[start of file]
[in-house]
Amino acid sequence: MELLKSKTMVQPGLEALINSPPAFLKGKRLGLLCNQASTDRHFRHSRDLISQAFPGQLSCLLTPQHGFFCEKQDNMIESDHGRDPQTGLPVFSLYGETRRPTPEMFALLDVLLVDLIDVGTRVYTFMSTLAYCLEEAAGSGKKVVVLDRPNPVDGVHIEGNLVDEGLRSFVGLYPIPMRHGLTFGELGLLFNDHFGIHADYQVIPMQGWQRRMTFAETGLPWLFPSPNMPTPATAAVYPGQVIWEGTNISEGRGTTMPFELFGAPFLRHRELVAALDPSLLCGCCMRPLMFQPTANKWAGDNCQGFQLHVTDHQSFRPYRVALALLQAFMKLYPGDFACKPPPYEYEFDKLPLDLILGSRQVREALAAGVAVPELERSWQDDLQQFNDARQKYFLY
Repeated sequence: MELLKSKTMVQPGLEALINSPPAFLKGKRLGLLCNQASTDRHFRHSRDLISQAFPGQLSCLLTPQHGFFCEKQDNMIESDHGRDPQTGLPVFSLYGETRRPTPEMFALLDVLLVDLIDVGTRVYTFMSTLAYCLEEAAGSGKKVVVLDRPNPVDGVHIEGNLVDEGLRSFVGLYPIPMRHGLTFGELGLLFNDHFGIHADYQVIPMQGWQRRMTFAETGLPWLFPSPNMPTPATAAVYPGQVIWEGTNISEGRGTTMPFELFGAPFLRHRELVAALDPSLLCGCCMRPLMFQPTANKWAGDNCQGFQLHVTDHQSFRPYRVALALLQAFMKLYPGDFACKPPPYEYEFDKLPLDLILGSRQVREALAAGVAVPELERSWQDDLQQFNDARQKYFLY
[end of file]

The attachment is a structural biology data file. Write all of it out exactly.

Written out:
[in-house]
Amino acid sequence: MELLKSKTMVQPGLEALINSPPAFLKGKRLGLLCNQASTDRHFRHSRDLISQAFPGQLSCLLTPQHGFFCEKQDNMIESDHGRDPQTGLPVFSLYGETRRPTPEMFALLDVLLVDLIDVGTRVYTFMSTLAYCLEEAAGSGKKVVVLDRPNPVDGVHIEGNLVDEGLRSFVGLYPIPMRHGLTFGELGLLFNDHFGIHADYQVIPMQGWQRRMTFAETGLPWLFPSPNMPTPATAAVYPGQVIWEGTNISEGRGTTMPFELFGAPFLRHRELVAALDPSLLCGCCMRPLMFQPTANKWAGDNCQGFQLHVTDHQSFRPYRVALALLQAFMKLYPGDFACKPPPYEYEFDKLPLDLILGSRQVREALAAGVAVPELERSWQDDLQQFNDARQKYFLY
Repeated sequence: MELLKSKTMVQPGLEALINSPPAFLKGKRLGLLCNQASTDRHFRHSRDLISQAFPGQLSCLLTPQHGFFCEKQDNMIESDHGRDPQTGLPVFSLYGETRRPTPEMFALLDVLLVDLIDVGTRVYTFMSTLAYCLEEAAGSGKKVVVLDRPNPVDGVHIEGNLVDEGLRSFVGLYPIPMRHGLTFGELGLLFNDHFGIHADYQVIPMQGWQRRMTFAETGLPWLFPSPNMPTPATAAVYPGQVIWEGTNISEGRGTTMPFELFGAPFLRHRELVAALDPSLLCGCCMRPLMFQPTANKWAGDNCQGFQLHVTDHQSFRPYRVALALLQAFMKLYPGDFACKPPPYEYEFDKLPLDLILGSRQVREALAAGVAVPELERSWQDDLQQFNDARQKYFLY